Careers theory is an applied not a pure discipline.  Its ideas are, at best, second-hand - imported from original sources, largely in economics and psychology.  Early-days UK thinking drew on a handful of US adaptations of such basic research.  If UK careers work has a distinctive position it is because it reaches beyond psychological characteristics linked to economic possibilities.  The UK account develops an understanding of career management as grounded in economic, social and cultural conditions.  This is a distinctively wide-ranging explanation of what people do about work.

Any theory is conventionally validated by the reliability of its research.  There is an array of methodological validity tests.  But the only test that matters asks whether the reported causes have the predicted effects.  And that is not found on library desktops, it is found in immediate observations.  The grounded understanding of how and why things work is called catalytic validity.

The importance of the test is heightened where what is found is found on-line.  Careers workers have attempted a colonisation of the net by exporting their ready-made theory-based techniques.  The more impressive and more worrying career sites are unhampered by any attempt at theoretical justification.

Careers work makes itself most useful by closing all these gaps between thinking about causes and acting on effects.  It means never talking about research without saying something about development.  The unified concept of research-and-development makes educators and researchers mutually-dependent partners.

what educators can do
The café's use of the unified term 'careers work' replaces the divided term 'careers education' and 'guidance'.  The unified term undermines the possibility of making either activity ancillary to the other.  And could there be some residual clinging to the idea that it is guidance that holds the core careers-work expertise?  Such a belief would locate a teaching staff's command of learning disciplines as lesser than a person's hold on a limited application.  This article argues that contemporary conditions demand the breadth and depth of both the disciplines and the application.  It does that by signposting the untapped relevance to students' lives of so-called 'academic' knowledge.  This account of what educators can do identifies and links to sources on how curriculum can enable students to navigate their path through a fulfilling work-life.  It rebalances the relationship between curriculum and guidance.  And, while the article acknowledges that not all teachers are up to shaping curriculum to such purposes, it also shows that some are ready - and that careers work only needs some.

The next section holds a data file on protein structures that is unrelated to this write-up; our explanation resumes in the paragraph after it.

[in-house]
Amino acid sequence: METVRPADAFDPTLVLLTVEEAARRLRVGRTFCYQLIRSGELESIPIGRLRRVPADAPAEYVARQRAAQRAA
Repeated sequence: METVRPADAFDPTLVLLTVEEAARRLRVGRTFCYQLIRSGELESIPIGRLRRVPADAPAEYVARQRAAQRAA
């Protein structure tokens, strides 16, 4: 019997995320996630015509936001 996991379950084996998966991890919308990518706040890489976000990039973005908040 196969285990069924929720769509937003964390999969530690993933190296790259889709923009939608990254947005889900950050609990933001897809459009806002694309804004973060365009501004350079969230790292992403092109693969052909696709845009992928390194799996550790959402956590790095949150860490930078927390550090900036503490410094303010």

on-line careers work as hit & myth
This fully-references journal article examines what on-line careers work does well, the 'hits', and how some sites mislead and damage life chances, with 'myths'.  It shows how educators are well placed to enable students to deal with on-line sources.  There are three key concepts: helping students to ‘grasp’ understanding, which means enabling critical thinking; while extending student's ‘reach’ means enabling students to transfer on-line finds into off-line life; and ‘embodiment’ means the direct-and-personal contact needed to incorporate on-line learning into off-line identity.  The article sets out a partnership between what can only be offered through face-to-face guidance and what can only be delivered through stage-by-stage curriculum.

careers education in schools
A review, linked to its source, of one of the most influential publications on careers education.  Written by David Andrews it sets out a past, present & future for careers education in schools.  His key distinction is seminal - it is between learning about something and learning for something.  On the one hand students can ‘learn about careers and work', on the other they can 
‘learn for careers and work’.  The distinction deserves close attention.  It opens possibilities for education, showing that it is about more than competing for up-coming placement, but can also explore unforeseen possibilities.  David Andrews puts a finger on what kind of mutually-respecting partnership there can be between guidance and curriculum.

what's the use of impartiality?
The article wonders whether careers work's claim to impartiality are credible.  It finds an impressive definition in Canada: impartiality acts ‘without fear, without favour and without affection’.  The article wonders if any Canadian or Brit can sustain the belief that careers work has been so unshakably impressive.  It also suggests that it might not matter, because it finds, documents and links to a bigger and more independent education professionalism.